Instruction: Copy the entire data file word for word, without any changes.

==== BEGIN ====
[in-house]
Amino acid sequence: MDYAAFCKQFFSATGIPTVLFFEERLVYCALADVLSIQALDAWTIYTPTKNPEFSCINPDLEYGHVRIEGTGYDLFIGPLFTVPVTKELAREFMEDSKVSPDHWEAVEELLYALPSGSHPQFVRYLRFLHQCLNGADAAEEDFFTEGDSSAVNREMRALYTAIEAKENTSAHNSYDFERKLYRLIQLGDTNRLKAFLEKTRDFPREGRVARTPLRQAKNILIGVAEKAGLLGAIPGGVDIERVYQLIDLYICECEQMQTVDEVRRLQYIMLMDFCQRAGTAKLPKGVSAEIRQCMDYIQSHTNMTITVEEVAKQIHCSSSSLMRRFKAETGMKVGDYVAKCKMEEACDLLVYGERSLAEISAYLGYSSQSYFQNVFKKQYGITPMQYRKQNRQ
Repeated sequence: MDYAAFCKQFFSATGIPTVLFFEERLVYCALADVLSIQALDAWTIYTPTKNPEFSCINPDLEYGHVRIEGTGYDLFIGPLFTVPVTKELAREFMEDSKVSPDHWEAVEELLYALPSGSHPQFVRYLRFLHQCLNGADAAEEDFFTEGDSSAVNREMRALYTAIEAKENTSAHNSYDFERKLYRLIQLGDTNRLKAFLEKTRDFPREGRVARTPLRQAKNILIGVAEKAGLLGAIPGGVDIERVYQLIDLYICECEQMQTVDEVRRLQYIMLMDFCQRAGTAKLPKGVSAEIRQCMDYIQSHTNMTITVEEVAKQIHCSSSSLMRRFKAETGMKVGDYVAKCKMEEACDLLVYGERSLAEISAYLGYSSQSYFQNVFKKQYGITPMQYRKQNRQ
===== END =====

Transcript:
[in-house]
Amino acid sequence: MDYAAFCKQFFSATGIPTVLFFEERLVYCALADVLSIQALDAWTIYTPTKNPEFSCINPDLEYGHVRIEGTGYDLFIGPLFTVPVTKELAREFMEDSKVSPDHWEAVEELLYALPSGSHPQFVRYLRFLHQCLNGADAAEEDFFTEGDSSAVNREMRALYTAIEAKENTSAHNSYDFERKLYRLIQLGDTNRLKAFLEKTRDFPREGRVARTPLRQAKNILIGVAEKAGLLGAIPGGVDIERVYQLIDLYICECEQMQTVDEVRRLQYIMLMDFCQRAGTAKLPKGVSAEIRQCMDYIQSHTNMTITVEEVAKQIHCSSSSLMRRFKAETGMKVGDYVAKCKMEEACDLLVYGERSLAEISAYLGYSSQSYFQNVFKKQYGITPMQYRKQNRQ
Repeated sequence: MDYAAFCKQFFSATGIPTVLFFEERLVYCALADVLSIQALDAWTIYTPTKNPEFSCINPDLEYGHVRIEGTGYDLFIGPLFTVPVTKELAREFMEDSKVSPDHWEAVEELLYALPSGSHPQFVRYLRFLHQCLNGADAAEEDFFTEGDSSAVNREMRALYTAIEAKENTSAHNSYDFERKLYRLIQLGDTNRLKAFLEKTRDFPREGRVARTPLRQAKNILIGVAEKAGLLGAIPGGVDIERVYQLIDLYICECEQMQTVDEVRRLQYIMLMDFCQRAGTAKLPKGVSAEIRQCMDYIQSHTNMTITVEEVAKQIHCSSSSLMRRFKAETGMKVGDYVAKCKMEEACDLLVYGERSLAEISAYLGYSSQSYFQNVFKKQYGITPMQYRKQNRQ